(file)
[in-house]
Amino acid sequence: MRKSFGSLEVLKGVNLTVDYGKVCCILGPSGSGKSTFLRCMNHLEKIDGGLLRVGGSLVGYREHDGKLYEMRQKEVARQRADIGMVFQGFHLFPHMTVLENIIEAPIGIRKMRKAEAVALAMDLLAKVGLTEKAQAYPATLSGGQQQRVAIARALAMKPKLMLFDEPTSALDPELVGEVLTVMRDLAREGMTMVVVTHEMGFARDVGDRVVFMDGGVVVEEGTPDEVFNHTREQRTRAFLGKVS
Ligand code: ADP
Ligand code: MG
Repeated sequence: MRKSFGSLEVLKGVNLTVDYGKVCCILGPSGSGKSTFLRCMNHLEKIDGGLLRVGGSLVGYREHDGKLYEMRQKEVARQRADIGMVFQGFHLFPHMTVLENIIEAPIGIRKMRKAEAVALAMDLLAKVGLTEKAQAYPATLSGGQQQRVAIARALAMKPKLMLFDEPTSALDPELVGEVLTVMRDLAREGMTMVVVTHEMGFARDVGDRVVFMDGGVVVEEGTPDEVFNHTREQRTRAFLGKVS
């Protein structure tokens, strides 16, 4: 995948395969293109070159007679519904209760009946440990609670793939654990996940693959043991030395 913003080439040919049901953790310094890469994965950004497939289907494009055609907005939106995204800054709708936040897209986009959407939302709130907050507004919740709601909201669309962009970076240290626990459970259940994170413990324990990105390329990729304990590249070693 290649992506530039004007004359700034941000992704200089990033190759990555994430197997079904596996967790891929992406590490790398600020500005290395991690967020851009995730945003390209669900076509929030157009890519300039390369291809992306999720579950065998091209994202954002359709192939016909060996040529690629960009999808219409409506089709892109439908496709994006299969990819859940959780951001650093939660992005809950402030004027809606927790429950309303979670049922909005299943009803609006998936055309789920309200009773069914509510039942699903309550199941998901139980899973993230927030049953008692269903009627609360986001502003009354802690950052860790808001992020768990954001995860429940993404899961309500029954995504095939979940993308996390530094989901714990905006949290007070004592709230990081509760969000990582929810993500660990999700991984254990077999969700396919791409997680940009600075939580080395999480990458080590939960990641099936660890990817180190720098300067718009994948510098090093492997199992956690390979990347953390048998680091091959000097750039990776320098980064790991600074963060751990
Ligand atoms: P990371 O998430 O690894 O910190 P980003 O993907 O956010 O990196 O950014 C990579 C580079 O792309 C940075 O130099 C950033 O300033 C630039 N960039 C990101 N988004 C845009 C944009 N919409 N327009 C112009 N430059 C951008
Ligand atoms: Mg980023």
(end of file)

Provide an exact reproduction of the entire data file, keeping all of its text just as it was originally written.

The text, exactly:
[in-house]
Amino acid sequence: MRKSFGSLEVLKGVNLTVDYGKVCCILGPSGSGKSTFLRCMNHLEKIDGGLLRVGGSLVGYREHDGKLYEMRQKEVARQRADIGMVFQGFHLFPHMTVLENIIEAPIGIRKMRKAEAVALAMDLLAKVGLTEKAQAYPATLSGGQQQRVAIARALAMKPKLMLFDEPTSALDPELVGEVLTVMRDLAREGMTMVVVTHEMGFARDVGDRVVFMDGGVVVEEGTPDEVFNHTREQRTRAFLGKVS
Ligand code: ADP
Ligand code: MG
Repeated sequence: MRKSFGSLEVLKGVNLTVDYGKVCCILGPSGSGKSTFLRCMNHLEKIDGGLLRVGGSLVGYREHDGKLYEMRQKEVARQRADIGMVFQGFHLFPHMTVLENIIEAPIGIRKMRKAEAVALAMDLLAKVGLTEKAQAYPATLSGGQQQRVAIARALAMKPKLMLFDEPTSALDPELVGEVLTVMRDLAREGMTMVVVTHEMGFARDVGDRVVFMDGGVVVEEGTPDEVFNHTREQRTRAFLGKVS
């Protein structure tokens, strides 16, 4: 995948395969293109070159007679519904209760009946440990609670793939654990996940693959043991030395 913003080439040919049901953790310094890469994965950004497939289907494009055609907005939106995204800054709708936040897209986009959407939302709130907050507004919740709601909201669309962009970076240290626990459970259940994170413990324990990105390329990729304990590249070693 290649992506530039004007004359700034941000992704200089990033190759990555994430197997079904596996967790891929992406590490790398600020500005290395991690967020851009995730945003390209669900076509929030157009890519300039390369291809992306999720579950065998091209994202954002359709192939016909060996040529690629960009999808219409409506089709892109439908496709994006299969990819859940959780951001650093939660992005809950402030004027809606927790429950309303979670049922909005299943009803609006998936055309789920309200009773069914509510039942699903309550199941998901139980899973993230927030049953008692269903009627609360986001502003009354802690950052860790808001992020768990954001995860429940993404899961309500029954995504095939979940993308996390530094989901714990905006949290007070004592709230990081509760969000990582929810993500660990999700991984254990077999969700396919791409997680940009600075939580080395999480990458080590939960990641099936660890990817180190720098300067718009994948510098090093492997199992956690390979990347953390048998680091091959000097750039990776320098980064790991600074963060751990
Ligand atoms: P990371 O998430 O690894 O910190 P980003 O993907 O956010 O990196 O950014 C990579 C580079 O792309 C940075 O130099 C950033 O300033 C630039 N960039 C990101 N988004 C845009 C944009 N919409 N327009 C112009 N430059 C951008
Ligand atoms: Mg980023």